Markkula Center of Applied Ethics

Catholicism and Conscience

by Brian Patrick Green

The Catholic tradition on conscience is very extensive, while being quite unified. One may wonder, if the teaching is so unified, why there would be so much to say. The reason is because the tradition is unified on a tension. The first pole of the tension is that under no circumstances should one violate one's conscience – one must always follow even an erring conscience. The other pole of the tension is that, at the same time, a rightly formed conscience is expected to concur with Catholic teaching. These two moral requirements, that one should follow one's conscience and that one should follow Church teachings, are potentially in conflict. The requirements may not align, and if so, then a point of tension has appeared between an individual's conscience and the Church's teachings.

Here I will endeavor to provide only a brief overview of the immense literature surrounding the Catholic understanding of conscience. In the first section I will provide some background to the subject of conscience, in the second some examples of perennial issues that arise in the discussion of conscience, and in the third some current examples of conscience in the news.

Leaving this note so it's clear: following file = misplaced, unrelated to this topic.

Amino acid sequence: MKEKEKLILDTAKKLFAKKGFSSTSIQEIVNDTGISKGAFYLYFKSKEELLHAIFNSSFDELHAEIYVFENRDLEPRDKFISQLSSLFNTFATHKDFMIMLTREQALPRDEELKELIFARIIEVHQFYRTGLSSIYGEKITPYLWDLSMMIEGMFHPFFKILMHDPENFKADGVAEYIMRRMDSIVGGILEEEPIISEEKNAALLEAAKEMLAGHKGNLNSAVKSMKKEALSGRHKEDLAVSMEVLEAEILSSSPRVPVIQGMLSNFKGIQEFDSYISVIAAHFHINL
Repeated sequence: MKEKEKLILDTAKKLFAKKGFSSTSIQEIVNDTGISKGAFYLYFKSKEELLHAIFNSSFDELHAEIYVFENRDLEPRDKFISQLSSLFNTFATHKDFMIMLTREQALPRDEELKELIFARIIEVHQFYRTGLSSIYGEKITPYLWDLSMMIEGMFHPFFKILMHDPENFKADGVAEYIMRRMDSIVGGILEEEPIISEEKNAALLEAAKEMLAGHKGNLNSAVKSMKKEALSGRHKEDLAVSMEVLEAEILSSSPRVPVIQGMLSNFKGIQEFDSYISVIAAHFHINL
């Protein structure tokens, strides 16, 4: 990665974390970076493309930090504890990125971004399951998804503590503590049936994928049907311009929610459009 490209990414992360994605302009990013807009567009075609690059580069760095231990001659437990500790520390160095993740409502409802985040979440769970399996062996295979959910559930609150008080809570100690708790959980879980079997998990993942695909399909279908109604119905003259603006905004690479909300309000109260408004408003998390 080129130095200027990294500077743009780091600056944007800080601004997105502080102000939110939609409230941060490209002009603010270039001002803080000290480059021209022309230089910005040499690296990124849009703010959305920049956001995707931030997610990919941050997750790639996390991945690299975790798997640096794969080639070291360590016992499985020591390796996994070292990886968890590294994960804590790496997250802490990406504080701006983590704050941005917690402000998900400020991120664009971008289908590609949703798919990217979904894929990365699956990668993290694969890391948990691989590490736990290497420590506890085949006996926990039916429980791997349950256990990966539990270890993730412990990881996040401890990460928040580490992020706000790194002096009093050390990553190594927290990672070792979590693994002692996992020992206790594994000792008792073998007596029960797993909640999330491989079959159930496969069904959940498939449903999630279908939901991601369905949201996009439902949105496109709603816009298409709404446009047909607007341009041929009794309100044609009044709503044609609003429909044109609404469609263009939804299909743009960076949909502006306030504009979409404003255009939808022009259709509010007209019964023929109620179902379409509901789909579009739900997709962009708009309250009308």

Historical Background

The biblical background for the Catholic understanding of conscience is based on many explicit verses, but it is a frequent theme which appears in many oblique references as well. In the Hebrew Scriptures, conscience is typically understood as the feeling in one's heart, or of the voice of God in one's soul. These interior, reflective, and guiding aspects remain at the core of the idea of conscience.

Greek and Roman philosophy also engaged understandings of conscience, but usually in the context of a guilty one – of feelings of regret for bad actions done. This negative understanding of conscience typical of Greco-Roman philosophy became more positively construed in the New Testament with St. Paul and the fathers of the early Church. St. Paul constantly reiterates that he has a good conscience, and encourages others to act so that they will too. St. Augustine also recommends seeking a good conscience. The role played by the martyrs of the early Church should also not be underestimated. These witnesses to conscience and conscientious objection to state religious power set a firm directionality in Christian teaching that conscience should never be violated, even unto death.

The medieval theologians wrote much about conscience, and of these St. Thomas Aquinas is perhaps the most prominent. St. Thomas agreed that even an erring conscience binds. At the same time, he supported the persecution of heretics, thus showing clearly the tension in the idea that conscience must be obeyed, yet it is also expected to concur with the Church.

The Reformation period was a trying time for conscience rights in Europe as political and religious groups vied for power. During this time, for example, St. Thomas More was executed for refusing to submit to the religious authority of English King Henry VIII, citing that he could not do so in good conscience. Yet earlier in his life St. Thomas More had himself participated in the religious persecution of others. Many other Catholics and Protestants also died in persecutions and wars at this time.